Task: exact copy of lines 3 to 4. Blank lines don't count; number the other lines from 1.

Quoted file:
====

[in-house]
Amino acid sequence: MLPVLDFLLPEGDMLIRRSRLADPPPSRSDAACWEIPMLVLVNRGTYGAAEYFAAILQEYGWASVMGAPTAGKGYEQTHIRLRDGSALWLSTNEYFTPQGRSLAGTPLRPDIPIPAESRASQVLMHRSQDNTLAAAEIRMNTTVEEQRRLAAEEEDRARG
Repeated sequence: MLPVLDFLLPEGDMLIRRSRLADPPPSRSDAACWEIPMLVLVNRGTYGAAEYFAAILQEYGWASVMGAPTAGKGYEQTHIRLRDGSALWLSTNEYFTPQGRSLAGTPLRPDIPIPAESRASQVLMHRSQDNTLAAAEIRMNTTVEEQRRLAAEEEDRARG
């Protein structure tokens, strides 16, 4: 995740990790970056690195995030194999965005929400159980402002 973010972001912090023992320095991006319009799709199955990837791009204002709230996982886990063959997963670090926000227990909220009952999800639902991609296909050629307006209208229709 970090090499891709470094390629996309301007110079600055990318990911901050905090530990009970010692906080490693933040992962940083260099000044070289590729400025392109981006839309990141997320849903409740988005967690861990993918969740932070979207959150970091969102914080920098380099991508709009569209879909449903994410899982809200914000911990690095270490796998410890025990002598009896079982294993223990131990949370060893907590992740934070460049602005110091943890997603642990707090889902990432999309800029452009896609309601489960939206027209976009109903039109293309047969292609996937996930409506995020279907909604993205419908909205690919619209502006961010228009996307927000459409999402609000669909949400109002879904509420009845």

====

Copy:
Repeated sequence: MLPVLDFLLPEGDMLIRRSRLADPPPSRSDAACWEIPMLVLVNRGTYGAAEYFAAILQEYGWASVMGAPTAGKGYEQTHIRLRDGSALWLSTNEYFTPQGRSLAGTPLRPDIPIPAESRASQVLMHRSQDNTLAAAEIRMNTTVEEQRRLAAEEEDRARG
């Protein structure tokens, strides 16, 4: 995740990790970056690195995030194999965005929400159980402002 973010972001912090023992320095991006319009799709199955990837791009204002709230996982886990063959997963670090926000227990909220009952999800639902991609296909050629307006209208229709 970090090499891709470094390629996309301007110079600055990318990911901050905090530990009970010692906080490693933040992962940083260099000044070289590729400025392109981006839309990141997320849903409740988005967690861990993918969740932070979207959150970091969102914080920098380099991508709009569209879909449903994410899982809200914000911990690095270490796998410890025990002598009896079982294993223990131990949370060893907590992740934070460049602005110091943890997603642990707090889902990432999309800029452009896609309601489960939206027209976009109903039109293309047969292609996937996930409506995020279907909604993205419908909205690919619209502006961010228009996307927000459409999402609000669909949400109002879904509420009845």